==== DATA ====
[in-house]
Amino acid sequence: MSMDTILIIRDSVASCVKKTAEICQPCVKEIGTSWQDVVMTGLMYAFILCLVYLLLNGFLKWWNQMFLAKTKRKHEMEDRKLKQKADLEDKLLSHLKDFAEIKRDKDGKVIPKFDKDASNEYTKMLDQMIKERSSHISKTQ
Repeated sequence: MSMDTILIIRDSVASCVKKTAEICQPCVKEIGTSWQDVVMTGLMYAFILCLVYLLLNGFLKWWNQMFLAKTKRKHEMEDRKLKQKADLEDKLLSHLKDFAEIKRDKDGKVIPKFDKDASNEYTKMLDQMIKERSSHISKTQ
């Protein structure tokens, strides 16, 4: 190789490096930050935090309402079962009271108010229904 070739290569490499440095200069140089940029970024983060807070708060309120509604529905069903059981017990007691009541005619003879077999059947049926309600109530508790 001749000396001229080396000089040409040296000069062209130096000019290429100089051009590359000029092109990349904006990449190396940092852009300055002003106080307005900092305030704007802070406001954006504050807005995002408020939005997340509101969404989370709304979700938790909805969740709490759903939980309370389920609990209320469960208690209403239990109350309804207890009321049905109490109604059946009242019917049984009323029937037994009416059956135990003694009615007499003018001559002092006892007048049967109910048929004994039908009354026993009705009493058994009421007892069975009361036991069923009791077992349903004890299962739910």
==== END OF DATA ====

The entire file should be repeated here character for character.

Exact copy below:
[in-house]
Amino acid sequence: MSMDTILIIRDSVASCVKKTAEICQPCVKEIGTSWQDVVMTGLMYAFILCLVYLLLNGFLKWWNQMFLAKTKRKHEMEDRKLKQKADLEDKLLSHLKDFAEIKRDKDGKVIPKFDKDASNEYTKMLDQMIKERSSHISKTQ
Repeated sequence: MSMDTILIIRDSVASCVKKTAEICQPCVKEIGTSWQDVVMTGLMYAFILCLVYLLLNGFLKWWNQMFLAKTKRKHEMEDRKLKQKADLEDKLLSHLKDFAEIKRDKDGKVIPKFDKDASNEYTKMLDQMIKERSSHISKTQ
């Protein structure tokens, strides 16, 4: 190789490096930050935090309402079962009271108010229904 070739290569490499440095200069140089940029970024983060807070708060309120509604529905069903059981017990007691009541005619003879077999059947049926309600109530508790 001749000396001229080396000089040409040296000069062209130096000019290429100089051009590359000029092109990349904006990449190396940092852009300055002003106080307005900092305030704007802070406001954006504050807005995002408020939005997340509101969404989370709304979700938790909805969740709490759903939980309370389920609990209320469960208690209403239990109350309804207890009321049905109490109604059946009242019917049984009323029937037994009416059956135990003694009615007499003018001559002092006892007048049967109910048929004994039908009354026993009705009493058994009421007892069975009361036991069923009791077992349903004890299962739910």